The defense, led by defensive tackle Geno Atkins and All-Pro cornerback Leon Hall, are primed for another big season after finishing an unexpected eighth in total defense last season. Also, after 73 tackles as a rookie last year, fans would be smart to remember the name Vontaze Burfict. He's my pick for breakout defensive performer of the season.
Green Bay Packers
Last year, Aaron Rodgers threw for 4,295 yards, 39 touchdowns and eight interceptions. Those incredible statistics came without any real semblance of an offensive line (Rodgers was sacked a league-leading 51 times in 2012) or a running game. While the Packers signed a variety of little-known linemen to try to help Rodgers be more well-protected in the pocket, their solution at running back was slightly more high-profile.
The Pack signed Eddie Lacy, the running back from Alabama who was the first RB taken in the draft this year. Lacy rushed for 1,322 yards and 17 touchdowns for the NCAA FBS champion Alabama Crimson Tide in 2012, and is expected to step into a starting role for the Packers immediately. Team members are hoping that Lacy's debut season resembles that of his former teammate Trent Richardson, who rushed for 950 yards and 11 touchdowns last year for the Cleveland Browns.
Most importantly, the Pack resigned Rodgers and star linebacker Clay Matthews. That, plus the return of a healthy Jordy Nelson and breakout wideout Randall Cobb in the receiving corps.
All this points to the Packers possibly improving on their 11-5 record from last season.
Julio Jones had a breakthrough year at wide receiver last year for the Falcons, catching 79 passes for 1,198 yards and 10 touchdowns. That, plus the emergence of Matt Ryan as an elite quarterback (2012 stats: 4,719 passing yards, good for fifth in the league, along with 32 touchdowns and a 68.6% completion percentage), makes Jones and Roddy White perhaps the best receiving duo in the league right now (the only other contenders are Nelson and Jennings in Green Bay).
The good news doesn't stop there for the Falcon faithful. The team defense, which had always been the Achilles' heel of a team with a great offense, finished fifth in total defense in 2012. They gave up a league-low 14 passing touchdowns, and finished tied for fifth in the league with 20 interceptions. They also gave up the fifth fewest points in the league (207).
In a division where the Saints (who still have a lot of work to do on their defense) are shaping up to be their biggest competitors, the Falcons will be looking to win their third straight NFC South divisional title. Chances are, they'll accomplish their goal.
People already knew that Marshawn Lynch could be a top-ten running back in the NFL when healthy. After all, this is the same guy capable of making plays like this and this. Last year, however, Lynch established himself as one of the top five backs in the entire NFL, rushing for the third-most yards of any back (1,590), trailing only Adrian Peterson and Washington's Alfred Morris.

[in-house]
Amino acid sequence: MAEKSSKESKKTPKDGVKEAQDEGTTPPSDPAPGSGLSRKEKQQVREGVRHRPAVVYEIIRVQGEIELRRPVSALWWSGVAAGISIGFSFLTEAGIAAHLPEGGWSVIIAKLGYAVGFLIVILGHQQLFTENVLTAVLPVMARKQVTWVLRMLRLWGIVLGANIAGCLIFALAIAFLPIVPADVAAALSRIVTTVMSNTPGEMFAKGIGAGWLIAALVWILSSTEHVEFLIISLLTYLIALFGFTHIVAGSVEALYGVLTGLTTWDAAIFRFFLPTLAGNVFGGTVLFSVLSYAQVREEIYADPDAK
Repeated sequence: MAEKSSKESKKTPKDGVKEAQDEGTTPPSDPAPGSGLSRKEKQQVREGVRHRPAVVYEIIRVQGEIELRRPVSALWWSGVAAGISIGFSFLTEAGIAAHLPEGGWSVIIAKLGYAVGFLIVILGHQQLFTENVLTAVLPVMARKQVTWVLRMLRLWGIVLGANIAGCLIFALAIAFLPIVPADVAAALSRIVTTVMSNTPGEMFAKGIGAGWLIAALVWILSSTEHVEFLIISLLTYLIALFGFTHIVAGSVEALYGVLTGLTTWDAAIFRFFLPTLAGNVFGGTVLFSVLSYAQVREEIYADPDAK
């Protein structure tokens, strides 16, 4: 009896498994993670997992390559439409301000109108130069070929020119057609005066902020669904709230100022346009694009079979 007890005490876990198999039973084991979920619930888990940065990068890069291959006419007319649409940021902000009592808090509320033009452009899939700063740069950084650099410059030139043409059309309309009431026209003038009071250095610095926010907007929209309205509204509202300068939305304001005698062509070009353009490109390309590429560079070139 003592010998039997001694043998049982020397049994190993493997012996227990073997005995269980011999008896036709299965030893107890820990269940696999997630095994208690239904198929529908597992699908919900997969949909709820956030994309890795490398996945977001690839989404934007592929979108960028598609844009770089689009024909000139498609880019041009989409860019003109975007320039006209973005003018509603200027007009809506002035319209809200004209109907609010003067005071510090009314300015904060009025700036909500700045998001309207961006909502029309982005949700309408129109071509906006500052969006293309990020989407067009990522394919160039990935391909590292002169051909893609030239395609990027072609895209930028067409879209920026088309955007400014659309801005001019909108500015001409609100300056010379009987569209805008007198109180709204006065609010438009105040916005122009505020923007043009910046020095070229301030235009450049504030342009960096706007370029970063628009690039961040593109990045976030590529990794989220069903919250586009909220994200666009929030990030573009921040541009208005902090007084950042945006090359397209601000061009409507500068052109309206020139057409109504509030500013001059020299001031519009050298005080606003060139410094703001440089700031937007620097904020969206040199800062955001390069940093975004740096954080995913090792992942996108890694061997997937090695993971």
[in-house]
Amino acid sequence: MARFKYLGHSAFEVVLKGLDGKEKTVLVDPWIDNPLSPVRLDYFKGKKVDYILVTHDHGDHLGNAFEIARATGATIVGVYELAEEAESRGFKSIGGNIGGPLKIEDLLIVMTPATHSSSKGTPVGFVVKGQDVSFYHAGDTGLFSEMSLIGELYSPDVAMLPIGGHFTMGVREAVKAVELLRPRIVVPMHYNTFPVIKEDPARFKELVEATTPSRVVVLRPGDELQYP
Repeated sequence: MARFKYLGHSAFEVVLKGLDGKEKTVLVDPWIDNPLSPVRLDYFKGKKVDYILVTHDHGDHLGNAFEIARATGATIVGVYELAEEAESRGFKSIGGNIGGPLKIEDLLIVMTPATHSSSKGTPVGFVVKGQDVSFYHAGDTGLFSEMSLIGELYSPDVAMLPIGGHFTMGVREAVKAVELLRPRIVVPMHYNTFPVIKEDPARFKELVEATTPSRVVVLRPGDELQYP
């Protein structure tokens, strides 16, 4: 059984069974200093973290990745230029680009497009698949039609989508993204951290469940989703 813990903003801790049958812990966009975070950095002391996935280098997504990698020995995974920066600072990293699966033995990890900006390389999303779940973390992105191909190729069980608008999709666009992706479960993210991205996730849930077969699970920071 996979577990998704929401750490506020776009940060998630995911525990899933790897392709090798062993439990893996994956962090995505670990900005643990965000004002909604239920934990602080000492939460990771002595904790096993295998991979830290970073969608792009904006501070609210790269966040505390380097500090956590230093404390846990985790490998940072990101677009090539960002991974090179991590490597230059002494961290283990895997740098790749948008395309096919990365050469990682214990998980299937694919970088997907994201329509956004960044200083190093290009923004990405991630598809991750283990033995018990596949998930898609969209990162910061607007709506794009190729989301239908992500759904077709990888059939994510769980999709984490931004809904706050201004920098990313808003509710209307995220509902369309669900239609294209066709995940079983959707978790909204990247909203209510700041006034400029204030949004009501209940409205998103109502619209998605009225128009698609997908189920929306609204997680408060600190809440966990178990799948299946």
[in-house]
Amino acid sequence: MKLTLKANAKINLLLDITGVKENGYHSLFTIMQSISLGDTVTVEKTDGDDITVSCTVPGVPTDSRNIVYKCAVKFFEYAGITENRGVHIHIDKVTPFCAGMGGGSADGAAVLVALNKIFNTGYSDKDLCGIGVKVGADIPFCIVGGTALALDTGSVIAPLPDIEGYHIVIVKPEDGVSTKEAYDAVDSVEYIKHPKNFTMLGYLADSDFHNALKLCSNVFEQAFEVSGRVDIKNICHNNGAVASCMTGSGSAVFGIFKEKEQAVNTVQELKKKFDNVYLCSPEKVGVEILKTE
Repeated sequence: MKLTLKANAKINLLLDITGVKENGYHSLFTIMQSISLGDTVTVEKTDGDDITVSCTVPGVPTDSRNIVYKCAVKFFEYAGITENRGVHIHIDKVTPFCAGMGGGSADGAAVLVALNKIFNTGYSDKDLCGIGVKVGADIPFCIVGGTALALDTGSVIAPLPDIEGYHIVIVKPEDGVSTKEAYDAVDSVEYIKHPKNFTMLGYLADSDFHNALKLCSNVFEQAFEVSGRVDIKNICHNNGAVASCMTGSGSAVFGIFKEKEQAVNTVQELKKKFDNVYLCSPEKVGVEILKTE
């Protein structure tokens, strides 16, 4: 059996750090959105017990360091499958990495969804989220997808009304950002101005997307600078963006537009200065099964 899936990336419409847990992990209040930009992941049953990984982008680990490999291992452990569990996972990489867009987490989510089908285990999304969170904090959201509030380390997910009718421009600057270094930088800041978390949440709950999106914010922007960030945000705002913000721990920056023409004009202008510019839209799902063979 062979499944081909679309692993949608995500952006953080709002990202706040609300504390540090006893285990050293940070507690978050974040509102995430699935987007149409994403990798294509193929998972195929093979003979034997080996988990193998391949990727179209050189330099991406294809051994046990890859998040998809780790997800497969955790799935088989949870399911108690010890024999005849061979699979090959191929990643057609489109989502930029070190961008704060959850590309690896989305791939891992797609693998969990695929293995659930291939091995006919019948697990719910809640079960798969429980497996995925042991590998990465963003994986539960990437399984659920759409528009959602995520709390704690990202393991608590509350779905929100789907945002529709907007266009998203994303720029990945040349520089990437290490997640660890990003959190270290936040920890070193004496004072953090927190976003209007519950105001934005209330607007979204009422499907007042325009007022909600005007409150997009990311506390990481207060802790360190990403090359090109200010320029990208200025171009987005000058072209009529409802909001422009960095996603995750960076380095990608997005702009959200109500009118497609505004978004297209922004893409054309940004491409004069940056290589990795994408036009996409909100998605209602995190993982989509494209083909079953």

Third-round draft pick Russell Wilson, a rookie in 2012, was also a revelation. Wilson finished fourth in the league in both passer rating (100.0) and yards per pass attempt (7.9), while placing second in passing touchdown percentage (the rate at which a pass attempt is completed for a touchdown).
With talented young receivers such as Doug Baldwin and Golden Tate having another year under their belts, the team should improve even more in the following season. The team also added the dynamic Percy Harvin, an electric athlete who could be a huge difference maker if he can remain healthy throughout the year.
That's without even mentioning the terrific Seahawk defense, led by All-Pro defensive back Richard Sherman (eight interceptions and three forced fumbles in just his second season as a pro). The Seahawks were the most effective overall defense in the league last season, letting up just 245 points in 16 regular season games and shutting down the likes of Aaron Rodgers and Tom Brady throughout the season.
San Francisco 49ers
After losing to the Ravens in the Super Bowl last season, the Niners embraced the "if you can't beat them, sign them" strategy and picked up Anquan Boldin, Baltimore's best receiver. Boldin torched a San Fran defense which had been stout all year long (second in the league in points allowed, and just 19 passing touchdowns surrendered) with six catches for 104 yards, including the first touchdown of the game.
Boldin will join Michael Crabtree and Vernon Davis to give the Niners the best receiving corps they've had in several years. The Niners will also be looking to last year's midseason breakout Colin Kaepernick, who replaced a concussed Alex Smith in Week 10 and proceeded to take San Francisco all the way to the Super Bowl.
With Kaepernick and young defensive standout Aldon Smith (19.5 sacks last year) once again patrolling the field with the fourth-best pass defense and run defense behind them, the Niners should be able to build on their back-to-back NFC Championship Game appearances.